Posted by opinali
on October 5, 2007 at 10:02 AM PDT
Beginning with 1.4.2_16 + 1.5.0u13 + 1.6.0u3, Sun is moving to a new policy of releasing synchronized security updates of all supported versions of Java SE.
More details in this article: Sun Advances Security for the Java SE Platform . The updates were echoed by some news sites, but not always correctly, for example Computerworld has no mention to the advancements exposed in Sun's article, plus they get a critical fact wrong stating that "Neither JRE nor Web Start includes an automatic update mechanism; users must manually download and apply the updated versions"... duh!!
My $0.02 here is observing that Sun is realizing the fact that Java SE is a major applications platform, so it deserves the same treatment of other platforms. For example on every "Patch Tuesday", Windows Update pushes the latest security fixes for all supported versions of Windows (including all localizations). I think most other OS vendors do the same. Patching each version on different schedules is dangerous because the first patch release provides hackers with substantial new information about the fixed bug... For open-source platforms like Java SE this is even more critical: if you patch version 6 today and other versions only two weeks later, the bad guys will have two weeks to analyze the changes in v6, identifying the exact code that was broken so devising an attack becomes a piece of cake, and "port" this attack to target the unpached versions if necessary.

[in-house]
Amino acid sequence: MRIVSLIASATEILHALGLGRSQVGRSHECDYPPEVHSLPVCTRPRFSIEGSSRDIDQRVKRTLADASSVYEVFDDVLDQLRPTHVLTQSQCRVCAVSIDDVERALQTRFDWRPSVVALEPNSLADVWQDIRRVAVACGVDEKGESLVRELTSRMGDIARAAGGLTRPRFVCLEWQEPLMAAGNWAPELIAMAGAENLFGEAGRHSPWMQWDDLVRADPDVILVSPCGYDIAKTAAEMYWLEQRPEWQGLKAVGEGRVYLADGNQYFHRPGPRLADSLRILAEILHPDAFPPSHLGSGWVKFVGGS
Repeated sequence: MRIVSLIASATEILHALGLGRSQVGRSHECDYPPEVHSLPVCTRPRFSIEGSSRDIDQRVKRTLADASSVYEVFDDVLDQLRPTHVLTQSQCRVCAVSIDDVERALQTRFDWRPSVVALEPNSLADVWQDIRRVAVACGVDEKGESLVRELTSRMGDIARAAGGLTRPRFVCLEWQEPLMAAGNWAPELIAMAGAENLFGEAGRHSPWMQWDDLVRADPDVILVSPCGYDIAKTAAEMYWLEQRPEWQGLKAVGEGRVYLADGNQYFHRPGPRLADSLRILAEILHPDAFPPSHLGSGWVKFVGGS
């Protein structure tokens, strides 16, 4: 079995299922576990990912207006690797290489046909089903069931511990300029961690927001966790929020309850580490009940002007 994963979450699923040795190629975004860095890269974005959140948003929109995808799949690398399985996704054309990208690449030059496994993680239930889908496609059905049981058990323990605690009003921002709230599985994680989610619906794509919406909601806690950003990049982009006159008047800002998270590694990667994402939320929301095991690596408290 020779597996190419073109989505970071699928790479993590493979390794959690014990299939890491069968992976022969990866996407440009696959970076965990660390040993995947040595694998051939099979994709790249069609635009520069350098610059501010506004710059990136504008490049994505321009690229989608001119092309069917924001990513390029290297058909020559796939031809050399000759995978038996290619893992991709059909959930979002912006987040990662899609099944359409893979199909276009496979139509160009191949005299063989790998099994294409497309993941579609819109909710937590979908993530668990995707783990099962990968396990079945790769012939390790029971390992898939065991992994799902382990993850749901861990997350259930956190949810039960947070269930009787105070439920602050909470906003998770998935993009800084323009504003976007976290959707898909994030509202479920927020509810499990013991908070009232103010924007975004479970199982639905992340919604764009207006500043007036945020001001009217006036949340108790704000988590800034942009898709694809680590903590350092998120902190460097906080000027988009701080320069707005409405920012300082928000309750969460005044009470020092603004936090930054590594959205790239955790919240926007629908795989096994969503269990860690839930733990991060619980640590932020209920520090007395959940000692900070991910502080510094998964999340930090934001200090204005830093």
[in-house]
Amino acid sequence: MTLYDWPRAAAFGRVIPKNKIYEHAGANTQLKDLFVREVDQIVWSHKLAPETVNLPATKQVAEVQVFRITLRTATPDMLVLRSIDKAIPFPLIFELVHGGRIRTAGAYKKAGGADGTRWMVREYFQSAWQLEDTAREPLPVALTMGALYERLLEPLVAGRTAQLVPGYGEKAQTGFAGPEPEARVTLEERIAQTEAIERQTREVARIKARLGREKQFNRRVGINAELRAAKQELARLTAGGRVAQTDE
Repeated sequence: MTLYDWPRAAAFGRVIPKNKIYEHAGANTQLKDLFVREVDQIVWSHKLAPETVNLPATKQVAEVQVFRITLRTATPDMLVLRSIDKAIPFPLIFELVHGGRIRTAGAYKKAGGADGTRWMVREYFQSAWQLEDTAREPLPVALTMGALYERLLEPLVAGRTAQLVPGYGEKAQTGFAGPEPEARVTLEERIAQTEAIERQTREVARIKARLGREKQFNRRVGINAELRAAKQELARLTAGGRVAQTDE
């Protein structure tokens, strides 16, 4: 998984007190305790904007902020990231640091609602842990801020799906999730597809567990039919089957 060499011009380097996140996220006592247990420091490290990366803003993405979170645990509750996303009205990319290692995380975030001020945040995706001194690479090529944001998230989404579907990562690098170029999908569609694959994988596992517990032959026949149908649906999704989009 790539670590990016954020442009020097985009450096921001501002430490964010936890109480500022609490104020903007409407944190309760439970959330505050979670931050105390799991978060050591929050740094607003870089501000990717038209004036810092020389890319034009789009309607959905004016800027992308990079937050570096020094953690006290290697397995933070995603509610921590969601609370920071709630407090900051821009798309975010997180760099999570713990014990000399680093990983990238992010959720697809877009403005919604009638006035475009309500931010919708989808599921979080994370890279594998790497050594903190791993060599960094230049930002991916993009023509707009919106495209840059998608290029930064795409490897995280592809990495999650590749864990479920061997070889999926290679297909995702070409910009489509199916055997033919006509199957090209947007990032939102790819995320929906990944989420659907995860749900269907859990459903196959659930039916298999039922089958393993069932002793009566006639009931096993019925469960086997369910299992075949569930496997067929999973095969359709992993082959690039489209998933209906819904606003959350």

Now the new security policy is much better, kudos to Sun! And the timing couldn't be better, right on the heels of the upcoming Java Kernel / Update N / whatever release. Strong security management is much more critical in that space, since most back-end JREs, those serving Java EE apps, are professionally maintained and behind firewalls so the risk of any security defect is lower than for home users, or even intranet users running JAWS rich-clients.